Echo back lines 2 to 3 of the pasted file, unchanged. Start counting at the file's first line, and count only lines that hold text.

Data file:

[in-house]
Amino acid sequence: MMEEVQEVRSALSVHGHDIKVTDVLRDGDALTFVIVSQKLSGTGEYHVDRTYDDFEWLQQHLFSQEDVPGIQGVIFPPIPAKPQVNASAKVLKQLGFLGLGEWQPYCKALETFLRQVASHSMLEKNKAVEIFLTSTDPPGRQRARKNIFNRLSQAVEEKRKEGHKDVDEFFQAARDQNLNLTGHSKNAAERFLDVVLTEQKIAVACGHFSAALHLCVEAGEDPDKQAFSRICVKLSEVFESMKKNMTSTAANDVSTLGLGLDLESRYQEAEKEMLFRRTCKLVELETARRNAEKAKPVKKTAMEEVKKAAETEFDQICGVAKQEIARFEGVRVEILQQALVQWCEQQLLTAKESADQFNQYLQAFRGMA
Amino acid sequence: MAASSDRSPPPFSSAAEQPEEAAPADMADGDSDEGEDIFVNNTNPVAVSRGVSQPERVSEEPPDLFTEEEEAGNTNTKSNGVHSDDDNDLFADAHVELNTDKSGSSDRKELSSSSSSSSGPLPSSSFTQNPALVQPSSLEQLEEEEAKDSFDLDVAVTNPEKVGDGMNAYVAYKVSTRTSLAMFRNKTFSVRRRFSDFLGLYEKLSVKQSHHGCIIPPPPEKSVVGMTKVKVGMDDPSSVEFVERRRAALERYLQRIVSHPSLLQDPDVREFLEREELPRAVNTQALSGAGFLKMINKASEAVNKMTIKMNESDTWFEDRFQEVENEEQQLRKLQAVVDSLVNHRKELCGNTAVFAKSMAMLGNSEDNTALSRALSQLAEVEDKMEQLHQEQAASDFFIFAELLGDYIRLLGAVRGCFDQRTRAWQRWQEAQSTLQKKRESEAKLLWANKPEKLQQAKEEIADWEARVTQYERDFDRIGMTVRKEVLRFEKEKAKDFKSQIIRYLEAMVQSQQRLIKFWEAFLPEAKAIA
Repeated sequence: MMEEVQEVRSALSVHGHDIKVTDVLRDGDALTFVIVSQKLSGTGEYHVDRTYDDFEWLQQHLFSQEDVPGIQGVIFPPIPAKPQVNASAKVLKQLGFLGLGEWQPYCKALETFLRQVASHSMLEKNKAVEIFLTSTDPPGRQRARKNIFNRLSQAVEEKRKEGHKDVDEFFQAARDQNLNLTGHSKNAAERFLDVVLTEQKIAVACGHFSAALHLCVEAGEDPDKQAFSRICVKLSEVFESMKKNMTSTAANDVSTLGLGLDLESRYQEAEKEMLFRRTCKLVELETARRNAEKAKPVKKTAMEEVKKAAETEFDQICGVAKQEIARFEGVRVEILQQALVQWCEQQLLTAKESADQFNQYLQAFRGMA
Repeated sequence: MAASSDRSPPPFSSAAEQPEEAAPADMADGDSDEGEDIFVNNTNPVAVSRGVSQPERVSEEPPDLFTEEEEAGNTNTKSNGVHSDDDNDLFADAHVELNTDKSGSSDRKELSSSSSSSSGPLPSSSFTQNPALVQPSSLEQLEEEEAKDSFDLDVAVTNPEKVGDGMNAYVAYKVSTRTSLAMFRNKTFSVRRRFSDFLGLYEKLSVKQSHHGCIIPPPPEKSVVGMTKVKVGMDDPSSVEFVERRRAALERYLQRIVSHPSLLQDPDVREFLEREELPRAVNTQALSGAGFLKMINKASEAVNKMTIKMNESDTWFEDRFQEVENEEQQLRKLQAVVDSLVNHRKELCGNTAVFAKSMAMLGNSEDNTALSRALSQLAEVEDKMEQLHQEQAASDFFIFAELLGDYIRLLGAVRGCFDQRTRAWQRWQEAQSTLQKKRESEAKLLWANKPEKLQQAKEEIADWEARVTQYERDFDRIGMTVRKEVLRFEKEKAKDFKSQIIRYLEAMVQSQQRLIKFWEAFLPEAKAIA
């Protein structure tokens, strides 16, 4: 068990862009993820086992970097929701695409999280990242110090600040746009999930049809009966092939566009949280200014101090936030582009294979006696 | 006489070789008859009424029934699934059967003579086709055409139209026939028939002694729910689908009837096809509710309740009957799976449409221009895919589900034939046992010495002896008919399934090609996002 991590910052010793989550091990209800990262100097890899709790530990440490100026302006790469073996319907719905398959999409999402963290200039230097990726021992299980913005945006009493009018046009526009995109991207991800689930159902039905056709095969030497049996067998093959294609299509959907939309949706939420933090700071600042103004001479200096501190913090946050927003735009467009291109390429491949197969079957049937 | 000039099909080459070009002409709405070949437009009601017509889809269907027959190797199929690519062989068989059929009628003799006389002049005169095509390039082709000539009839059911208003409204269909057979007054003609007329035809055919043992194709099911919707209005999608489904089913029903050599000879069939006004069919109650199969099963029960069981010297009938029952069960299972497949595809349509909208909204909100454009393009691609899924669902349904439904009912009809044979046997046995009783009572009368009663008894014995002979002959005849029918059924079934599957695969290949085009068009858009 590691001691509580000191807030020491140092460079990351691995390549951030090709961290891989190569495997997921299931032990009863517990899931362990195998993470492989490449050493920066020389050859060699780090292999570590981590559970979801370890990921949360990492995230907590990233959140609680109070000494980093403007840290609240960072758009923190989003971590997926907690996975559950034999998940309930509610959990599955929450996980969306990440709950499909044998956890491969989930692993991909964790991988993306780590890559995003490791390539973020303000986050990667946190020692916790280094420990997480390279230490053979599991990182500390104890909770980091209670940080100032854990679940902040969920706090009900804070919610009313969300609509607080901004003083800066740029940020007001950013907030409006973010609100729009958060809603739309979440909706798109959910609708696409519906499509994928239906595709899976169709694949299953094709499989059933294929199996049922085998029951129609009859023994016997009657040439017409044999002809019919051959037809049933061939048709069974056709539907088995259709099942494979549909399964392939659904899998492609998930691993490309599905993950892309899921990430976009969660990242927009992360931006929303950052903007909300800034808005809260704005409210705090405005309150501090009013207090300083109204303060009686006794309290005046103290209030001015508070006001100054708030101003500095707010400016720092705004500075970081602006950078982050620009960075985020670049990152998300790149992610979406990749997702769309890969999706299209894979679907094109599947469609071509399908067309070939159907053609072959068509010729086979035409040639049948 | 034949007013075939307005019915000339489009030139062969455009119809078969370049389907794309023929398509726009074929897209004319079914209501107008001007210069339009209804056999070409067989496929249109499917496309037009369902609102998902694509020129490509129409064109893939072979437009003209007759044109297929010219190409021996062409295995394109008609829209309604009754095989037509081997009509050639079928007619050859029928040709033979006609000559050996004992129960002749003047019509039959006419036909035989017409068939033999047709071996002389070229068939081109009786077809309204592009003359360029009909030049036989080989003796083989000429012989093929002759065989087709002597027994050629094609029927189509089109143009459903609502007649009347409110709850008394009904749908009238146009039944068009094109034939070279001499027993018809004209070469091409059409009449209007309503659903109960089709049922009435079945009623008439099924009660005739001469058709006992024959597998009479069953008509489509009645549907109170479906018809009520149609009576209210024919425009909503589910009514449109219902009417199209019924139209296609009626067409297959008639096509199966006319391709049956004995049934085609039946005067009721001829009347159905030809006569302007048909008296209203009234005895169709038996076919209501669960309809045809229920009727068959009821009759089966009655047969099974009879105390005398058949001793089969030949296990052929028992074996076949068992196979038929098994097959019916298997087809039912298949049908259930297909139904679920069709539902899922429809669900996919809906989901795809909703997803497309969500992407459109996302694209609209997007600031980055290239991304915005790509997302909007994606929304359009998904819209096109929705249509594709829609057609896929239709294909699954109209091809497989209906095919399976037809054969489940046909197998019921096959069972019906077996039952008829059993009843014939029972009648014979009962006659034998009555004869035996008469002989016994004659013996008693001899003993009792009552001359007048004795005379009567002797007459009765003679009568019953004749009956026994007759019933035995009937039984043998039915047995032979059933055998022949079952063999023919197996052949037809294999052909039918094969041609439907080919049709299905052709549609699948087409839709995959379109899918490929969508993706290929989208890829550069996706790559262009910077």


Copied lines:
Amino acid sequence: MMEEVQEVRSALSVHGHDIKVTDVLRDGDALTFVIVSQKLSGTGEYHVDRTYDDFEWLQQHLFSQEDVPGIQGVIFPPIPAKPQVNASAKVLKQLGFLGLGEWQPYCKALETFLRQVASHSMLEKNKAVEIFLTSTDPPGRQRARKNIFNRLSQAVEEKRKEGHKDVDEFFQAARDQNLNLTGHSKNAAERFLDVVLTEQKIAVACGHFSAALHLCVEAGEDPDKQAFSRICVKLSEVFESMKKNMTSTAANDVSTLGLGLDLESRYQEAEKEMLFRRTCKLVELETARRNAEKAKPVKKTAMEEVKKAAETEFDQICGVAKQEIARFEGVRVEILQQALVQWCEQQLLTAKESADQFNQYLQAFRGMA
Amino acid sequence: MAASSDRSPPPFSSAAEQPEEAAPADMADGDSDEGEDIFVNNTNPVAVSRGVSQPERVSEEPPDLFTEEEEAGNTNTKSNGVHSDDDNDLFADAHVELNTDKSGSSDRKELSSSSSSSSGPLPSSSFTQNPALVQPSSLEQLEEEEAKDSFDLDVAVTNPEKVGDGMNAYVAYKVSTRTSLAMFRNKTFSVRRRFSDFLGLYEKLSVKQSHHGCIIPPPPEKSVVGMTKVKVGMDDPSSVEFVERRRAALERYLQRIVSHPSLLQDPDVREFLEREELPRAVNTQALSGAGFLKMINKASEAVNKMTIKMNESDTWFEDRFQEVENEEQQLRKLQAVVDSLVNHRKELCGNTAVFAKSMAMLGNSEDNTALSRALSQLAEVEDKMEQLHQEQAASDFFIFAELLGDYIRLLGAVRGCFDQRTRAWQRWQEAQSTLQKKRESEAKLLWANKPEKLQQAKEEIADWEARVTQYERDFDRIGMTVRKEVLRFEKEKAKDFKSQIIRYLEAMVQSQQRLIKFWEAFLPEAKAIA